From David Sirota:
For the Blowhards Who Insist It's a Two-Way Race...
By David Sirota
Credo Action, 1/14/08
For those of you who think the Democratic presidential nominationfight is just a two-way race between Obama and Clinton, check outthis brand new poll from the Las Vegas Review-Journal:
Yup, that's right - it shows the Nevada caucus race a three-way, deadheat with John Edwards right in the mix.Interestingly, this poll comes right on the heels of the Establishment viciously ratcheting up its angry attacks on the Edwards candidacy.
Late last week, we saw a Reuters story headlined"Corporate Elite Fear Candidate Edwards" detailing how Wall Street moneymen and K Street lobbyists are frightened about Edwards populist, power-challenging message against greed and corruption. We also saw self-anointed Democratic "expert" Lawrence O'Donnell pen a fulminating screed on the Huffington Post demanding Edwards get out of the race - not surprising coming from a man who made his name running the U.S. Senate Finance Committee - long the most corrupt, lobbyist-ravaged panel in all of Washington (somehow, running the U.S. Congress's version of a pay-to-play casino now makes people credile "experts" in campaign strategy and political morality).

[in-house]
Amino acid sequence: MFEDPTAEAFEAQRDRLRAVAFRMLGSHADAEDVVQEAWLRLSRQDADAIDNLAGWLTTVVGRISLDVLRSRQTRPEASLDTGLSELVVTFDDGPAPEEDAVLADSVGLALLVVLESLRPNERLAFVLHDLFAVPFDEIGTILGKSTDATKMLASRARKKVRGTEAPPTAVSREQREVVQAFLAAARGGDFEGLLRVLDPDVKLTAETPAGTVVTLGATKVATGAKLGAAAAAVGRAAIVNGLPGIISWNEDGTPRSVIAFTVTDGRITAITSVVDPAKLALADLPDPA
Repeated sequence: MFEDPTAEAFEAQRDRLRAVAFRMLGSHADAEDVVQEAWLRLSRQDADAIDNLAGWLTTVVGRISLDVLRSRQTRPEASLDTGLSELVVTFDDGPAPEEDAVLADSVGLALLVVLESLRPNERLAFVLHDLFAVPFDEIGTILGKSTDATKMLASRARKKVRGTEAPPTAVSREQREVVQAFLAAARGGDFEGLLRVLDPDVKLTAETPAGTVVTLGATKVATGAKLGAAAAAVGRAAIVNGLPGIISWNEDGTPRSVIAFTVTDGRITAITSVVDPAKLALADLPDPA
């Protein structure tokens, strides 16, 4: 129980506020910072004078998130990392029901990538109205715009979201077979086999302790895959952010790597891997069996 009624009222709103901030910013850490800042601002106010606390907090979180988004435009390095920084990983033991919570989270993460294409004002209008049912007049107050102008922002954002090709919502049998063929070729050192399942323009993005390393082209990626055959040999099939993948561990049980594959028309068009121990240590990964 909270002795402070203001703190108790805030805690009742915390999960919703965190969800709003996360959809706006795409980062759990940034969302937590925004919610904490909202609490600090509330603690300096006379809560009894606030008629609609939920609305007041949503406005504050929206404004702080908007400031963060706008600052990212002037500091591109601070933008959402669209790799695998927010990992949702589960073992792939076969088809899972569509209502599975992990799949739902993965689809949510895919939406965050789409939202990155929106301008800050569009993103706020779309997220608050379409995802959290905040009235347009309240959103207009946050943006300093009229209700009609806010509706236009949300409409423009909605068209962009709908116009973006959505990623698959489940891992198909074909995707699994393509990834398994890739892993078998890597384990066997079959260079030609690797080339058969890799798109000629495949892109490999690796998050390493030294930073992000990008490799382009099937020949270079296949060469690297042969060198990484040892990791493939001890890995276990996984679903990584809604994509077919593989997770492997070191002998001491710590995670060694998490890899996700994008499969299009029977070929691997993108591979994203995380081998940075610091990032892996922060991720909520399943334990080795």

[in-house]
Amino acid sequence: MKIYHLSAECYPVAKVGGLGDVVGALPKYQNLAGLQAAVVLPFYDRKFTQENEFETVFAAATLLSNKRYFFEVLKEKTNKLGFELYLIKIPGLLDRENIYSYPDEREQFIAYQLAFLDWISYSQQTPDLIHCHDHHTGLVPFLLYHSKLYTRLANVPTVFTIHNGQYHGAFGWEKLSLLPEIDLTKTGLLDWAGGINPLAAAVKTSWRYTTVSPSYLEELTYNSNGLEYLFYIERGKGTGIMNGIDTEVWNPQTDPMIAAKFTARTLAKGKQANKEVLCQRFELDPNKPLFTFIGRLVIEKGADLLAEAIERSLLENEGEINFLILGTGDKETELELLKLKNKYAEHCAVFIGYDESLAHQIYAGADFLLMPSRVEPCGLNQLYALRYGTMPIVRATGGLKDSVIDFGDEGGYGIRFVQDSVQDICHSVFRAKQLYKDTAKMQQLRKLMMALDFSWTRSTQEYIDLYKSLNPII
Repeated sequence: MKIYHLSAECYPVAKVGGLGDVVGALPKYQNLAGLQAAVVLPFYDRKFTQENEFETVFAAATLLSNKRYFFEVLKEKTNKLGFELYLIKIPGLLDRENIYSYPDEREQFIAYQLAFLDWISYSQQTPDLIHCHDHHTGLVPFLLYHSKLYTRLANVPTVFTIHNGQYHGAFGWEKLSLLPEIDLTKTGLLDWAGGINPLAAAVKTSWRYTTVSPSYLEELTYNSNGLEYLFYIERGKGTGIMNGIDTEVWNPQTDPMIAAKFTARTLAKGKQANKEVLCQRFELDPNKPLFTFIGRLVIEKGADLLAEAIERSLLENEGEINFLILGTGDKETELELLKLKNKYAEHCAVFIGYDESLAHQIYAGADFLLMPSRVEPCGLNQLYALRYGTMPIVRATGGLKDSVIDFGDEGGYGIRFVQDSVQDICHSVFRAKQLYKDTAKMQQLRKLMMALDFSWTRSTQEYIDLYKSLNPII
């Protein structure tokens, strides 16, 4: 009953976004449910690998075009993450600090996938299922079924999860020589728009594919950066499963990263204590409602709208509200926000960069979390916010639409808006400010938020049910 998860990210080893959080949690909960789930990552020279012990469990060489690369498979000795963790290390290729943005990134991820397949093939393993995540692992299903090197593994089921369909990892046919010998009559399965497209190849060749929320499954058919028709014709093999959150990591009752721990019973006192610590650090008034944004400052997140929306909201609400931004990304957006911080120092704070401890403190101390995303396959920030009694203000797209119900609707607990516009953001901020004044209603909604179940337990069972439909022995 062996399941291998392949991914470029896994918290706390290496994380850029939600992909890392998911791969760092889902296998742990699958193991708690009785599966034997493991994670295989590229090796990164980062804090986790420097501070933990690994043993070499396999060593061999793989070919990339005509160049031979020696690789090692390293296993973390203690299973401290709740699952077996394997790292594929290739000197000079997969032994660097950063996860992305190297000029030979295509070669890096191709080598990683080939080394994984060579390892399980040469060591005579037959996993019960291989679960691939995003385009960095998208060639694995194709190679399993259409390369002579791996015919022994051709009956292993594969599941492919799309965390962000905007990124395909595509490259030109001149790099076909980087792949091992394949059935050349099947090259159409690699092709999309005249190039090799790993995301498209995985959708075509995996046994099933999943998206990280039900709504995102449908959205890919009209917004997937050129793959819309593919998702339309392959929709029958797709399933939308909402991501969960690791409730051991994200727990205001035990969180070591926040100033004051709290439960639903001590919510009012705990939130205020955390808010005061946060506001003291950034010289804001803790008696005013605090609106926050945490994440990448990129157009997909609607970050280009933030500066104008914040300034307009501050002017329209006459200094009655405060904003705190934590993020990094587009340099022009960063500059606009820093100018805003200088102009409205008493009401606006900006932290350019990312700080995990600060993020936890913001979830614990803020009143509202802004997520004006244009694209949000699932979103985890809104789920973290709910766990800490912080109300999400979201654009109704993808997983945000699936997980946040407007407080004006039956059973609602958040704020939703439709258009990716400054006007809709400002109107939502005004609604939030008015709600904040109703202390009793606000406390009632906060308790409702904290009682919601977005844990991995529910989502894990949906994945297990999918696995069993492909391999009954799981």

According to the nonpartisan Project for Excellence in Journalism, Edwards has long faced a media blackout - one that at least some honest media brokers like Keith Olbermann have noted. That blackout is, at some level, motivated by the same impulses that moves lobbyists to whine and cry to Reuters and self-important bloviators like O'Donnell to publicly burst a blood vessel on the HuffingtonPost - the people who have gotten used to the status quo are truly terrified by any candidates who they really believe will change things and threaten their power and status.
Edwards is just such a candidate - one who threatens to muck up what the media and political elite want to be a race between two "nonthreatening," WallStreet-approved candidates.
I have no idea if Edwards will win Nevada, or any other state. Unlike most reporters, I don't spend my time covering the horse race, nor judging the candidates' viability only on the grounds of how much corporate cash they've been able to vacuum in. I spend my time trying to figure out which of these candidates represent the most fundamental form of change.
One of the ways to judge that is to see who these candidates make uncomfortable. And by that measure, here's what I know: Edwards is generating hostility from precisely the kinds ofpeople who are likely to be most averse to real, systemic change. And that speaks very well for the former senator from North Carolina.